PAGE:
It is easier for them to side with buyers and provide a refund than investigate every dispute. Unlocking an account can be stressful as their customer support team have been known to be unhelpful and difficult to engage in times of trouble.
A common complaint of PayPal merchants is that buyers are pushed to sign-up to a PayPal account. This can be unpopular with consumers and adds an unwelcome extra layer to the payment process.
Worldpay is another huge American figure in the payment industry. Based out of Atlanta, Georgia, like PayPal they are a name that is synonymous with online payments.
Worldpay are fully PCI DSS compliant and provide 3D secure so your customer’s card details are safe when they pay using Worldpay. They also partake in fraud screening in order to protect you from fraudulent payments.
Prices can go down with high volumes so if you are a big business they can help you out with a cheaper deal.
There can be a large transfer delay when trying to access your money. WorldPay promise a quick turnaround but has been known to take over 4 weeks to give you access to your money.
WorldPay charge a monthly fee and has other fees such as the £29.99 annual PCI compliance management fee and £15 minimum monthly trading volume that make things difficult for small businesses. In tough times these fees can be a nuisance.
Their prices can differ for businesses in different industries and they have been known to renegotiate rates to favour the most successful merchants. It is worth checking out their full terms and conditions if you want to know what the true cost of using their service is.
Worldpay recently attracted criticism for using a Visa interchange fee change to cover up a secret price increase that went over above the corresponding cost increase.
Stripe is a great disruptor company. It burst onto the U.S market in 2010 and gave PayPal a serious run for its money. Stripe made payments cool. For a company that has been trading for a relatively short amount of time, Stripe has really made a name for itself. In just five years it has established itself as one of the biggest names in the industry and is available in 18 different countries.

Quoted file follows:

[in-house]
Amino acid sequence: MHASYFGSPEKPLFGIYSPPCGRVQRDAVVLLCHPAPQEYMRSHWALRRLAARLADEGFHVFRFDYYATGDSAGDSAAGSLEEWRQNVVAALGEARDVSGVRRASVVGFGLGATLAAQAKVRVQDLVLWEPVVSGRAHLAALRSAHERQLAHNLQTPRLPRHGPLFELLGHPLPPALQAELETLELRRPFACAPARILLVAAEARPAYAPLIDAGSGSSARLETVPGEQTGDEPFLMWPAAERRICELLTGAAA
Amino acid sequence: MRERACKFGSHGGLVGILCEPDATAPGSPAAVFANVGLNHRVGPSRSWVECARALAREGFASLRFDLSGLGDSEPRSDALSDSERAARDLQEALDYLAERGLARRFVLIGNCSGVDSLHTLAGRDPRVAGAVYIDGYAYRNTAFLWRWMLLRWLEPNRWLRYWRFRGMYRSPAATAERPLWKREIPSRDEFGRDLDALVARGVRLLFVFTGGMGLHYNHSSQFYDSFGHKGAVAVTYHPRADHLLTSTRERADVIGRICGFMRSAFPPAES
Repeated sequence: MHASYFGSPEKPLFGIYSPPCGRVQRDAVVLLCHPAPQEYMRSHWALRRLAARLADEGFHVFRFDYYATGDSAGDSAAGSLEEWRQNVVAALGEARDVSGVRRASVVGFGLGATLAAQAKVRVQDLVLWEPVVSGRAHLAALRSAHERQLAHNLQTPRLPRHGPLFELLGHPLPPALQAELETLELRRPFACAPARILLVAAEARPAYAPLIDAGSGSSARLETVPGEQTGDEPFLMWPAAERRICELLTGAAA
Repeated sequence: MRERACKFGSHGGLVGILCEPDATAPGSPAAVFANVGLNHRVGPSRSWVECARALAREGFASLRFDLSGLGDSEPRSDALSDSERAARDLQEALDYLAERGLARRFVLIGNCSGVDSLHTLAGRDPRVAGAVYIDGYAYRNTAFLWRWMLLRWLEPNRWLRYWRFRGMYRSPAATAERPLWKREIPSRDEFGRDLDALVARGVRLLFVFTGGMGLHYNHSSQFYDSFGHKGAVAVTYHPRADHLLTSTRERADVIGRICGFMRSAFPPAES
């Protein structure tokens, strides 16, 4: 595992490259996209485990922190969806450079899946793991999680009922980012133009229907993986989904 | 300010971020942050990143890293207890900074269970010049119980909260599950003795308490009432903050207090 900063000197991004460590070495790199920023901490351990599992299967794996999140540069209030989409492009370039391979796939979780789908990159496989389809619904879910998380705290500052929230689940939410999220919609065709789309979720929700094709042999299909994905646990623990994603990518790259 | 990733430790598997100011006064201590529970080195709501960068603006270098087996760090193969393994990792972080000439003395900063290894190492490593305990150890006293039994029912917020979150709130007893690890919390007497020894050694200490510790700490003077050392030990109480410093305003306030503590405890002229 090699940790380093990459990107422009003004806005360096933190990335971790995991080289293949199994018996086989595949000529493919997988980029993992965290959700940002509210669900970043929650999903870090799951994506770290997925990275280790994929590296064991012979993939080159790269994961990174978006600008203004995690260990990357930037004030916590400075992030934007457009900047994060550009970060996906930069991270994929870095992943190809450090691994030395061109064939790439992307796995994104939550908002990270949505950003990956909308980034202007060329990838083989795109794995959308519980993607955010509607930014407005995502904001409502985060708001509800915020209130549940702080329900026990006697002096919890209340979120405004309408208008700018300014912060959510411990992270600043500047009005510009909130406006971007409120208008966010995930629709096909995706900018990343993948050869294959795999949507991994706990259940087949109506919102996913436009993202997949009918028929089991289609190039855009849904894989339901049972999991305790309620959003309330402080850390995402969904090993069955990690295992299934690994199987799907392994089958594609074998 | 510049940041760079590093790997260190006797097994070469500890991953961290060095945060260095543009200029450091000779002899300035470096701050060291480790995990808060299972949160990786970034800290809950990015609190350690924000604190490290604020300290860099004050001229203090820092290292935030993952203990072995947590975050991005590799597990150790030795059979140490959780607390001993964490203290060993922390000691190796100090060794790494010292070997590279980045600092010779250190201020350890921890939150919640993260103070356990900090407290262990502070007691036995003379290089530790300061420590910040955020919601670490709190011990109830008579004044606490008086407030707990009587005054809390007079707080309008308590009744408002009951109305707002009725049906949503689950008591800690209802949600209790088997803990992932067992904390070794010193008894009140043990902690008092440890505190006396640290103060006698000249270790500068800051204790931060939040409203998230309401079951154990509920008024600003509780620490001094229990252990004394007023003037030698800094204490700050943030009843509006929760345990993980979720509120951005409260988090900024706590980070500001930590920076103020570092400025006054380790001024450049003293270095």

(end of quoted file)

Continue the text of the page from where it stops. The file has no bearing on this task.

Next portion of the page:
If you are a technical whizz then you can do some really cool things with Stripe. It markets itself as being built for developers and in the right hands can be used to do great things. For example, ride-sharing app Lyft use Stripe for their innovative mobile app.
The development opportunities with Stripe make it ideal if you are technically minded and want the ability to play around with every tiny detail of your payment gateway and make changes to it.
Stripe does not provide 3D secure, so you are at higher risk to fraudulent payments. The most common reason that Nochex merchants have given for migrating from Stripe is that they were the victims of fraudulent chargebacks.
PCI DSS is a stringent set of rules that all companies who handle sensitive cardholder information must adhere to. If you are using Stripe then you need to carry out a self-assessment to ensure you are PCI complaint. With other solutions the payment gateway will take care of everything so you do not have to worry about it.
If developers like it then it will likely cost you more! Your developer can spend hours, at your expense, adjusting the functionalities of Stripe. Sometimes simpler is better and is certainly cheaper. If you do not have an advanced knowledge of coding and do not want to spend lots of money hiring a developer to do it for you, then it might be easier to go with a simpler solution.